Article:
Kids, this is your brain:
This is your brain on drugs:
Two days late, I know, but here are some gems from that Emmy Award winning broadcaster, Joe Morgan, during Sunday’s Dodgers vs. Mets game. I will just let the quotes speak for themselves. Take it away, Joe!
On Willie Randolph letting his players learn how to play the game:
“One thing that I really admire in Willie Randolph is he lets these guys learn how to play the game.”
Then after talking about Lastings Miledge, then at the plate, he finishes off the sentence with:
“So, I think he’s [Randolph] showed me is that he’s out there to teach these guys how to play as well.”
And then within 1 minute after that, the pendulum swings yet again:
“So Willie gives these guys a chance to learn to play and that’s why I like what he does as a manager.”
Then within another minute, after David Wells throws a curve ball to David Wright…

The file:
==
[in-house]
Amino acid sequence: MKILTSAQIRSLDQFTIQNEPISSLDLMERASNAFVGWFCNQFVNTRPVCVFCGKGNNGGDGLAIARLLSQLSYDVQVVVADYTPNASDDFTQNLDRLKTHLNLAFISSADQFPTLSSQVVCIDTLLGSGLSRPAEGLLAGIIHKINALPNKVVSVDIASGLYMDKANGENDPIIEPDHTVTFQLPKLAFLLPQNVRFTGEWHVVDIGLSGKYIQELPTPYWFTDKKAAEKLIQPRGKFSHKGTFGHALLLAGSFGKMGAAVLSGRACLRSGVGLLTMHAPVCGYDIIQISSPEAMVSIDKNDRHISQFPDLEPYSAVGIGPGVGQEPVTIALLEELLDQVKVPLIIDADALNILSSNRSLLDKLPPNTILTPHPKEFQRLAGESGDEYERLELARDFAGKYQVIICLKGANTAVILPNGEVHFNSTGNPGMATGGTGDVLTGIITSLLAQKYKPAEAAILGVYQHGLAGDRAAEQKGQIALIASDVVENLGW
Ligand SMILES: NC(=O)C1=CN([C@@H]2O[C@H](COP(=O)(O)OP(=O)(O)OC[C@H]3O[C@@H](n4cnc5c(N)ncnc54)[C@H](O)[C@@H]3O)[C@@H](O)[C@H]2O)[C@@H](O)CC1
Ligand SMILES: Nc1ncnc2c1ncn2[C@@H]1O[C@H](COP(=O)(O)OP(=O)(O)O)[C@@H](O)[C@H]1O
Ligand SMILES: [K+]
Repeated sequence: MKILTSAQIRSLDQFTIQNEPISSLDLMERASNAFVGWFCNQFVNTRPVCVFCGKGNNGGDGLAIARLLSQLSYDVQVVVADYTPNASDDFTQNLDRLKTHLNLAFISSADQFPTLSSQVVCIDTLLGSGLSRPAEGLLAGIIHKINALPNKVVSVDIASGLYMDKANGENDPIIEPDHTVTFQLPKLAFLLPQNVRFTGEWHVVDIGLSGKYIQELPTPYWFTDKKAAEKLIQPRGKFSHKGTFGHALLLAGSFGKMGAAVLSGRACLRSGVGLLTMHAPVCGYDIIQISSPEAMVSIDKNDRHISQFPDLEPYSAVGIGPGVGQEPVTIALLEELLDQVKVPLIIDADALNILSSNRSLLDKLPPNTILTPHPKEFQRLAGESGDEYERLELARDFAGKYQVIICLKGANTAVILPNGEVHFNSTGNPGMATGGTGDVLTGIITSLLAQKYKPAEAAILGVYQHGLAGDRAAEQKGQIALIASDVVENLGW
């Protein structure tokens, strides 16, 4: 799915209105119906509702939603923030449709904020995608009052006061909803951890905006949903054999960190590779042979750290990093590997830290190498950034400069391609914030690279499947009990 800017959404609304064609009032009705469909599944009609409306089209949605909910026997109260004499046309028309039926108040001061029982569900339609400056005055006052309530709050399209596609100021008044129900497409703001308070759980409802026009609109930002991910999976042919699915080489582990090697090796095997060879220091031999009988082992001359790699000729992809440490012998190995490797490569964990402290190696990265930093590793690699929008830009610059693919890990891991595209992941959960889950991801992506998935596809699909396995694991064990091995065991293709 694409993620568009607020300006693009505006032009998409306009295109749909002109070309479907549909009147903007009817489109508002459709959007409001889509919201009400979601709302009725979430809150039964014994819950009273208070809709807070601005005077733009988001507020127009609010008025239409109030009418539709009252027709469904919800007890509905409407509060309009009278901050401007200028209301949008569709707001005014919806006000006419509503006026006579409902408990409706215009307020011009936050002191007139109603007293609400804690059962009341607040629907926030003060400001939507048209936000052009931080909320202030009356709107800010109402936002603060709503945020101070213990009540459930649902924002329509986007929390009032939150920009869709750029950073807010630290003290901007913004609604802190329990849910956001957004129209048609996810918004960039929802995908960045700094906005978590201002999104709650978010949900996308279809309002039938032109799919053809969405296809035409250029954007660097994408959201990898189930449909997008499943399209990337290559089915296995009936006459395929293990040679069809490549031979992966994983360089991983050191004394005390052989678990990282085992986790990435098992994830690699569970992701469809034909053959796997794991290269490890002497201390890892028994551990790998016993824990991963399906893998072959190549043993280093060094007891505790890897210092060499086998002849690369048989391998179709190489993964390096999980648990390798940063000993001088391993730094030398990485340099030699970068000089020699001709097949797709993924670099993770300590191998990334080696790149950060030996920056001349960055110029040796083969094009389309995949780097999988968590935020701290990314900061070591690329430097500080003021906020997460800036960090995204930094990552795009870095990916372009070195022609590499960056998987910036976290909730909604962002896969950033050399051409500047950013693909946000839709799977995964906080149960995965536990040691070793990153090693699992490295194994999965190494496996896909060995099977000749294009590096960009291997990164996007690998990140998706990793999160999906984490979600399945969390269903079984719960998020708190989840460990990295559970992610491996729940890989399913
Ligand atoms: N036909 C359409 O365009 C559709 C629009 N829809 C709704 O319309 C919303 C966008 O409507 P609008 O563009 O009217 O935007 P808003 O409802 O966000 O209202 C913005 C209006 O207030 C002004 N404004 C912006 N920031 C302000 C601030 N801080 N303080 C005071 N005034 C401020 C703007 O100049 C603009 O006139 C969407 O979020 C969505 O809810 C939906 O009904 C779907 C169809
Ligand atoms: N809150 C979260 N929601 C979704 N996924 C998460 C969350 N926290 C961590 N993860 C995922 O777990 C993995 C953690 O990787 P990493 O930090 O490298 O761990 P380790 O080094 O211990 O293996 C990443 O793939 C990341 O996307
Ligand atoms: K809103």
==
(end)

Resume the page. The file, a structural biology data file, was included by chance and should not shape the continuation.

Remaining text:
“Say I think that curve ball is more effective against a hitter, guys that play every day, because they’re looking fastball and trying to make a pitch.”
Huh? So you’d have more success throwing a curve ball to Albert Pujols than, say, the fearsome hitting pitchers like Derek Lowe at the plate because Pujols is an every day hitter who works on making a pitch, while the pitchers are… wait a minute, WHAT THE HELL?!
“Rick Peterson couldn’t teach me how to pitch.”
Well, there goes your chance of getting pitchers to throw you curve balls to smack around!
After Lastings Milledge gets on, he slides into first. Now Morgan actually makes a good point how it’s best not to slide head first at first base, until (and I paraphrase)…
“I don’t recall ever watching Carl Lewis dive to the finish line.”
Shedding insight into the finer details of the game:
“Milledge may not take off, but with two strikes, he may take off.”
The worst part? Four of the seven quotes were in the third inning alone.
I think I’ll end this article now… but at this hour maybe not. However, the moral of the story?